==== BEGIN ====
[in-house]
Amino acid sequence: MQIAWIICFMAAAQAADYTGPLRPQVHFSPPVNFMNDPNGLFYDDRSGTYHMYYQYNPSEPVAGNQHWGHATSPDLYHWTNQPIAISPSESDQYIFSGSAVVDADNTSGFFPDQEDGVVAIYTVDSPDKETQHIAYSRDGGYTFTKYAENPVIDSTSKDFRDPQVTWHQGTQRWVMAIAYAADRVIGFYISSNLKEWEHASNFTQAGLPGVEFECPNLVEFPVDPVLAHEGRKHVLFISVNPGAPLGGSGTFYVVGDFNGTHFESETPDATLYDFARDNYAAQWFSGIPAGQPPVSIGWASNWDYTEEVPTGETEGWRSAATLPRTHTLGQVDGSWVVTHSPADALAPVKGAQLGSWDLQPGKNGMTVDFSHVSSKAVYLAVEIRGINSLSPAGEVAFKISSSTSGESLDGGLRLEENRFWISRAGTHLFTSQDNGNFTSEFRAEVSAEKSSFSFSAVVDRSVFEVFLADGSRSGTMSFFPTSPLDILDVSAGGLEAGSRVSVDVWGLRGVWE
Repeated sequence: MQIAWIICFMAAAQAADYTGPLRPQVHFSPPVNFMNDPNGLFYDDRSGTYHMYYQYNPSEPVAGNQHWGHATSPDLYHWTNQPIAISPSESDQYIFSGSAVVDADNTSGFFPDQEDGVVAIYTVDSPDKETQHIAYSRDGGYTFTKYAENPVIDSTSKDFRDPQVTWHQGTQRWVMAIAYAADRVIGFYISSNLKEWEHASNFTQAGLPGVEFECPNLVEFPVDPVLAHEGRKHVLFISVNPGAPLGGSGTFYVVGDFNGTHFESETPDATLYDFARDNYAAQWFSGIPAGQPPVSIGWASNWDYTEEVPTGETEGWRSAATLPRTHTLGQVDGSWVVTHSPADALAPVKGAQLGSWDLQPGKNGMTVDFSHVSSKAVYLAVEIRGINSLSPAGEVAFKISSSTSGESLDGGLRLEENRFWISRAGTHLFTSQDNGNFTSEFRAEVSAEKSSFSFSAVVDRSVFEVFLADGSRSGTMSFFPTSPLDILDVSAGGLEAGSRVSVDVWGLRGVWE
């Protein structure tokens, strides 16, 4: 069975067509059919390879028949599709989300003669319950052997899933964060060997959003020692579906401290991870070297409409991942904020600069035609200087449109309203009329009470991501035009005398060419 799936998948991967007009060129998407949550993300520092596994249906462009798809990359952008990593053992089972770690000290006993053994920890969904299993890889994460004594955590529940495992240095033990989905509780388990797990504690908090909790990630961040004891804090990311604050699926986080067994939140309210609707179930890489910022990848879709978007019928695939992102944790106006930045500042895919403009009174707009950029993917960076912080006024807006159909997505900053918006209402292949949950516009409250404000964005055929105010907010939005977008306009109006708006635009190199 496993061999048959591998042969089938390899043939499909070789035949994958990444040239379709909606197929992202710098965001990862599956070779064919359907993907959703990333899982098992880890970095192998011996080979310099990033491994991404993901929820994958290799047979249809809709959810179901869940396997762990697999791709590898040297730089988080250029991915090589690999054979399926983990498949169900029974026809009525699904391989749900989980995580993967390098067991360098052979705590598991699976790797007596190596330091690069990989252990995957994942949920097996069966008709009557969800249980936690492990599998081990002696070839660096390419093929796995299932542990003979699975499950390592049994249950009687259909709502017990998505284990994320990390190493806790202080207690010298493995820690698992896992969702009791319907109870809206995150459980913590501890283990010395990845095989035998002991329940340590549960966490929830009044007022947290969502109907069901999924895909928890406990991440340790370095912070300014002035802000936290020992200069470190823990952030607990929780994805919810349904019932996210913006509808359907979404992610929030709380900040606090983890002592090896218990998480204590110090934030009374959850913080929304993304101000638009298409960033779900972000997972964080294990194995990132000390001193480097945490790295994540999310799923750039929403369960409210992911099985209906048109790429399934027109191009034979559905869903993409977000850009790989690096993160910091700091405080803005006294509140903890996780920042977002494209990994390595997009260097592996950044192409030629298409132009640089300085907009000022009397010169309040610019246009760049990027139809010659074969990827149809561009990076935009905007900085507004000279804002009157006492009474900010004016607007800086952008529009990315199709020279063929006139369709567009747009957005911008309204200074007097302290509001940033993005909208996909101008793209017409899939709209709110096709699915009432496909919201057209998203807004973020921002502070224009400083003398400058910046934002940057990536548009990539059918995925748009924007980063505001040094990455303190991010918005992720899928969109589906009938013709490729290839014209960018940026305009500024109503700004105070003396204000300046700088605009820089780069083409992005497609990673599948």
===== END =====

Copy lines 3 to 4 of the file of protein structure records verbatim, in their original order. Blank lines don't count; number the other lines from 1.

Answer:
Repeated sequence: MQIAWIICFMAAAQAADYTGPLRPQVHFSPPVNFMNDPNGLFYDDRSGTYHMYYQYNPSEPVAGNQHWGHATSPDLYHWTNQPIAISPSESDQYIFSGSAVVDADNTSGFFPDQEDGVVAIYTVDSPDKETQHIAYSRDGGYTFTKYAENPVIDSTSKDFRDPQVTWHQGTQRWVMAIAYAADRVIGFYISSNLKEWEHASNFTQAGLPGVEFECPNLVEFPVDPVLAHEGRKHVLFISVNPGAPLGGSGTFYVVGDFNGTHFESETPDATLYDFARDNYAAQWFSGIPAGQPPVSIGWASNWDYTEEVPTGETEGWRSAATLPRTHTLGQVDGSWVVTHSPADALAPVKGAQLGSWDLQPGKNGMTVDFSHVSSKAVYLAVEIRGINSLSPAGEVAFKISSSTSGESLDGGLRLEENRFWISRAGTHLFTSQDNGNFTSEFRAEVSAEKSSFSFSAVVDRSVFEVFLADGSRSGTMSFFPTSPLDILDVSAGGLEAGSRVSVDVWGLRGVWE
């Protein structure tokens, strides 16, 4: 069975067509059919390879028949599709989300003669319950052997899933964060060997959003020692579906401290991870070297409409991942904020600069035609200087449109309203009329009470991501035009005398060419 799936998948991967007009060129998407949550993300520092596994249906462009798809990359952008990593053992089972770690000290006993053994920890969904299993890889994460004594955590529940495992240095033990989905509780388990797990504690908090909790990630961040004891804090990311604050699926986080067994939140309210609707179930890489910022990848879709978007019928695939992102944790106006930045500042895919403009009174707009950029993917960076912080006024807006159909997505900053918006209402292949949950516009409250404000964005055929105010907010939005977008306009109006708006635009190199 496993061999048959591998042969089938390899043939499909070789035949994958990444040239379709909606197929992202710098965001990862599956070779064919359907993907959703990333899982098992880890970095192998011996080979310099990033491994991404993901929820994958290799047979249809809709959810179901869940396997762990697999791709590898040297730089988080250029991915090589690999054979399926983990498949169900029974026809009525699904391989749900989980995580993967390098067991360098052979705590598991699976790797007596190596330091690069990989252990995957994942949920097996069966008709009557969800249980936690492990599998081990002696070839660096390419093929796995299932542990003979699975499950390592049994249950009687259909709502017990998505284990994320990390190493806790202080207690010298493995820690698992896992969702009791319907109870809206995150459980913590501890283990010395990845095989035998002991329940340590549960966490929830009044007022947290969502109907069901999924895909928890406990991440340790370095912070300014002035802000936290020992200069470190823990952030607990929780994805919810349904019932996210913006509808359907979404992610929030709380900040606090983890002592090896218990998480204590110090934030009374959850913080929304993304101000638009298409960033779900972000997972964080294990194995990132000390001193480097945490790295994540999310799923750039929403369960409210992911099985209906048109790429399934027109191009034979559905869903993409977000850009790989690096993160910091700091405080803005006294509140903890996780920042977002494209990994390595997009260097592996950044192409030629298409132009640089300085907009000022009397010169309040610019246009760049990027139809010659074969990827149809561009990076935009905007900085507004000279804002009157006492009474900010004016607007800086952008529009990315199709020279063929006139369709567009747009957005911008309204200074007097302290509001940033993005909208996909101008793209017409899939709209709110096709699915009432496909919201057209998203807004973020921002502070224009400083003398400058910046934002940057990536548009990539059918995925748009924007980063505001040094990455303190991010918005992720899928969109589906009938013709490729290839014209960018940026305009500024109503700004105070003396204000300046700088605009820089780069083409992005497609990673599948």